The day was drawing to a close and I was still in pursuit of satisfying my longing to capture a nice photo of the iconic Mayon Volcano. I’ve already spent the day transiting between a few vantage points in Legazpi City, Albay but the elusive Daragang Mayon had covered itself in a veil of clouds, restricting a clear view of its full grandeur. I reserved the sunset hours for my visit to the Cagsawa Church ruins in nearby Daraga town. On my way, I decided to do a quick stop over at the Daraga Church. Many Daraga-bound jeeps can be found plying along the stretch of Rizal Avenue in Legazpi City. I alighted near the municipal hall of Daraga and followed the uphill path to the the church. I was already getting a bit exhausted from the climb but my spirit was instantly invigorated when I caught sight of the church’s beautiful facade and, more so, Daragang Mayon finally clearing up.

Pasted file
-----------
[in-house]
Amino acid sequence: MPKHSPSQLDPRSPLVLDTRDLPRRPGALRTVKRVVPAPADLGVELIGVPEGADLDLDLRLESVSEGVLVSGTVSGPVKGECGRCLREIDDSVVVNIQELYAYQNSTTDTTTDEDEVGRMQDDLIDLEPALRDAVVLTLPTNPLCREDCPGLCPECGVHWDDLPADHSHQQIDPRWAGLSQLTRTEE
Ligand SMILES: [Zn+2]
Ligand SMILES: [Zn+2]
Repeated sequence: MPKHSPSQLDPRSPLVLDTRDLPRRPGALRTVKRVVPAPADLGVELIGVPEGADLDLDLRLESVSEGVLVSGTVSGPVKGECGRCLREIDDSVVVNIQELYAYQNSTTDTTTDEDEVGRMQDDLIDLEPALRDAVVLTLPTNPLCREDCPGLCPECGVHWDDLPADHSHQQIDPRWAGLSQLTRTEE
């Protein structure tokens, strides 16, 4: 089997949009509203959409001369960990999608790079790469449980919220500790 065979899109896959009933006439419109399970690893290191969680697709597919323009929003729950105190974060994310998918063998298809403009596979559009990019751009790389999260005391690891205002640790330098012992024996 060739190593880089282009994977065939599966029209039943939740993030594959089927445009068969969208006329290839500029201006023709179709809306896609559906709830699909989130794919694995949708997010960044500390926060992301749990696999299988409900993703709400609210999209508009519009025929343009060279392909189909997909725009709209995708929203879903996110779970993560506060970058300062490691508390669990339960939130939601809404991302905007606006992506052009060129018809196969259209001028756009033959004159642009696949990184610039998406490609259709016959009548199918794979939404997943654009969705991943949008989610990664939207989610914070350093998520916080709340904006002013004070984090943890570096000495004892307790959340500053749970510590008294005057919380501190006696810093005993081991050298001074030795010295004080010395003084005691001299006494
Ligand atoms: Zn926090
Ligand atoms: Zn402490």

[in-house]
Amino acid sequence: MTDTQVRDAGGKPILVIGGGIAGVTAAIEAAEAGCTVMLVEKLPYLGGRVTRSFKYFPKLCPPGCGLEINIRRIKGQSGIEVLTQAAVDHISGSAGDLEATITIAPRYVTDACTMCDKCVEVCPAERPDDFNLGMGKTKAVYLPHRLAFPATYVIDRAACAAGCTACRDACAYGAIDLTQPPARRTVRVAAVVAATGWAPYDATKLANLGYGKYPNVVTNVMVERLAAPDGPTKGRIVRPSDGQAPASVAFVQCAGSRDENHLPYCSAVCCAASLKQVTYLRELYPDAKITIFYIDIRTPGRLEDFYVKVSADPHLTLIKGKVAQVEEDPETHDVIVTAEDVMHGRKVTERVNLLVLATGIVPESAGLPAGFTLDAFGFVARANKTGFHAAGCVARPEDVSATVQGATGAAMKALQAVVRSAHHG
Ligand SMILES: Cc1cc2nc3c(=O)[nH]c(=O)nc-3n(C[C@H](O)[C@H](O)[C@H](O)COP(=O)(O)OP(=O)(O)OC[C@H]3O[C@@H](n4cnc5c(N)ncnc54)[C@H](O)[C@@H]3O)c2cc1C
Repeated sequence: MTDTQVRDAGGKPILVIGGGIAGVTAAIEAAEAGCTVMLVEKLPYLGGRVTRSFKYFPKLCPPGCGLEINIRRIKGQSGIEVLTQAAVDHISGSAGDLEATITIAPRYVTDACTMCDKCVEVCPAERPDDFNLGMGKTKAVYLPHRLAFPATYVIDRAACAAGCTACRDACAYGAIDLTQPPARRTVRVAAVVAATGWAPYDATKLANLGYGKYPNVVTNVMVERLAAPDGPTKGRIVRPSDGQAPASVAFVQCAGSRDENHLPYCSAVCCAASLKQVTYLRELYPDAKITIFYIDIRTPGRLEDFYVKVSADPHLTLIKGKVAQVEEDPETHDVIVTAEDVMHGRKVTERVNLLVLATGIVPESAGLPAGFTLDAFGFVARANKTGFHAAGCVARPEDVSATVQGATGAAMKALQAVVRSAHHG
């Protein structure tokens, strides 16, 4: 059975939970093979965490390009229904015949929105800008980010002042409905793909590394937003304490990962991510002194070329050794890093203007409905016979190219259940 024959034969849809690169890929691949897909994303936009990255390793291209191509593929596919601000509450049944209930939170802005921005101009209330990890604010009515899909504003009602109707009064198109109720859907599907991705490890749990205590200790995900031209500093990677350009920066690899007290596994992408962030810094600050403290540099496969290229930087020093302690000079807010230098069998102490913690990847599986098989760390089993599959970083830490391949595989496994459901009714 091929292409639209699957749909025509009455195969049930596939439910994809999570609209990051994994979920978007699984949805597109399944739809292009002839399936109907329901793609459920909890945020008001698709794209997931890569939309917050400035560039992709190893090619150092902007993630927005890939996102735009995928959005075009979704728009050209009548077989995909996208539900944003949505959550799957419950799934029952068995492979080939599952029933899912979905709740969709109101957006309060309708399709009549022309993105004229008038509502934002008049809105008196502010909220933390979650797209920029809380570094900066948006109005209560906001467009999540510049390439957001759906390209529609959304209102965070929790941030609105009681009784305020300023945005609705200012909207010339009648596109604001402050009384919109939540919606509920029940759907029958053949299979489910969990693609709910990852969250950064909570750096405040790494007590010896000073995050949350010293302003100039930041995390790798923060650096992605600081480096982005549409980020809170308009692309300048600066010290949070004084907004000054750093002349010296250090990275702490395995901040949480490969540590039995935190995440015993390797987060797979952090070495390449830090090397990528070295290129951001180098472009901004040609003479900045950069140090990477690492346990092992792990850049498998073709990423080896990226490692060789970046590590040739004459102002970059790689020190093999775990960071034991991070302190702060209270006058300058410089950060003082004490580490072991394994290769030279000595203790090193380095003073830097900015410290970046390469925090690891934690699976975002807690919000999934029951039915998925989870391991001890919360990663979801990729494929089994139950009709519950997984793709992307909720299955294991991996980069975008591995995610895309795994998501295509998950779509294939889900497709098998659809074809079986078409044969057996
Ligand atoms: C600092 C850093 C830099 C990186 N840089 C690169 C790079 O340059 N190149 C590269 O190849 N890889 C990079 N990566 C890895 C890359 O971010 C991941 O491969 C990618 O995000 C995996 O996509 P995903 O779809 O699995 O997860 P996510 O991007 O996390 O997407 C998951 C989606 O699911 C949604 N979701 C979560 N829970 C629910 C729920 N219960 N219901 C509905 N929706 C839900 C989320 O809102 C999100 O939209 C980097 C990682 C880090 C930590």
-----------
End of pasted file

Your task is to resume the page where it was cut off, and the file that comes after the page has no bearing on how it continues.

Daraga Church (Our Lady of the Gate Parish)

Daraga Municipal Hall

Stairs going to Daraga Church

Daraga Church (Our Lady of the Gate Parish)

The Daraga Church was believed to be built as a replacement of the ill-fated church in Cagsawa, which now lay in ruins after the devastating eruption of Mayon Volcano in 1814. My eyes were instantly drawn to the artistry of Daraga Church’s sculptural carvings embossed in its facade, a contrast from the simplicity of the St. Gregory the Great Cathedral in Legazpi City. Its towering bell tower also worked beautifully to complement its exaggerated style.

Leading up the steps to get a closer inspection, I was surprised to see a breathtaking view of the Mayon Volcano.

Daraga Church with Mayon Volcano

Daraga Church Facade

Full view of Daraga Church Exteriors

Daraga Church Belfry

Mayon Volcano viewed from Daraga Church

The vista was awesome but it could’ve been even better if not for the rooftop of buildings surrounding the foothills. I then rushed down to the highway to catch a ride going to Cagsawa Ruins. I was hoping to get there before sunset to take advantage of the clear view of Mayon.